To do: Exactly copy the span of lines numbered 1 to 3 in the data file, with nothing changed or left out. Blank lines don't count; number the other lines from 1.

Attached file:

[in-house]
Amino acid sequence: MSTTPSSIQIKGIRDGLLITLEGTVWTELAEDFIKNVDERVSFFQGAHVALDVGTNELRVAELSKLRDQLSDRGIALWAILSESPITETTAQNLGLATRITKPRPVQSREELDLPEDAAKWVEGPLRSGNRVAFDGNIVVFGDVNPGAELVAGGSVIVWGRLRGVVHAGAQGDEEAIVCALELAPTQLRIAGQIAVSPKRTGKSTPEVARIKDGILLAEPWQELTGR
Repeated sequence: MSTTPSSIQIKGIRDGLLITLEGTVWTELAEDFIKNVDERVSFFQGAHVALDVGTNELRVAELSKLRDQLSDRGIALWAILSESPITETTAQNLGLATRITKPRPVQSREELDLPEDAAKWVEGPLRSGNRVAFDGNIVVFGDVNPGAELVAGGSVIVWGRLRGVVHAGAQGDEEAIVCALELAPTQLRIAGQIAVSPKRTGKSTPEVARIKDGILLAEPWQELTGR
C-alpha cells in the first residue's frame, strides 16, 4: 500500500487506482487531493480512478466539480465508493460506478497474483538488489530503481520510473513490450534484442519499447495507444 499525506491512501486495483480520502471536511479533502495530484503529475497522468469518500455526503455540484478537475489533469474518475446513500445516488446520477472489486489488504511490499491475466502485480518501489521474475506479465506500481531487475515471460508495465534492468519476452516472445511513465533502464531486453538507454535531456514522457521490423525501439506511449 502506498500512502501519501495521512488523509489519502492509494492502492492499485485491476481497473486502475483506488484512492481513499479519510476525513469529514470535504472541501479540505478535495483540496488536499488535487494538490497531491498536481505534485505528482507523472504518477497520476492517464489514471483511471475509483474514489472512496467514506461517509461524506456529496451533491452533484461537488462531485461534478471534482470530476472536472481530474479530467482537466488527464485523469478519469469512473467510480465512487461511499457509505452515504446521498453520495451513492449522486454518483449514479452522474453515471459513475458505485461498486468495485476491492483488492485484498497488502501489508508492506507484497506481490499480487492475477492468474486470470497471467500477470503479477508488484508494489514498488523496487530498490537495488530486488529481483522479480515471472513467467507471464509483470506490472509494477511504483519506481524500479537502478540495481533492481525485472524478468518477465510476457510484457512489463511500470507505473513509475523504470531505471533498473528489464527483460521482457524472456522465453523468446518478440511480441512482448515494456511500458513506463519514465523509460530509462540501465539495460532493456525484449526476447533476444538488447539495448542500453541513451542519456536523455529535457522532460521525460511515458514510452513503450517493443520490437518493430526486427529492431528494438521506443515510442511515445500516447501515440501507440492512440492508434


[in-house]
Amino acid sequence: MSTTPSSIQIKGIRDGLLITLEGTVWTELAEDFIKNVDERVSFFQGAHVALDVGTNELRVAELSKLRDQLSDRGIALWAILSESPITETTAQNLGLATRITKPRPVQSREELDLPEDAAKWVEGPLRSGNRVAFDGNIVVFGDVNPGAELVAGGSVIVWGRLRGVVHAGAQGDEEAIVCALELAPTQLRIAGQIAVSPKRTGKSTPEVARIKDGILLAEPWQELTGR
Repeated sequence: MSTTPSSIQIKGIRDGLLITLEGTVWTELAEDFIKNVDERVSFFQGAHVALDVGTNELRVAELSKLRDQLSDRGIALWAILSESPITETTAQNLGLATRITKPRPVQSREELDLPEDAAKWVEGPLRSGNRVAFDGNIVVFGDVNPGAELVAGGSVIVWGRLRGVVHAGAQGDEEAIVCALELAPTQLRIAGQIAVSPKRTGKSTPEVARIKDGILLAEPWQELTGR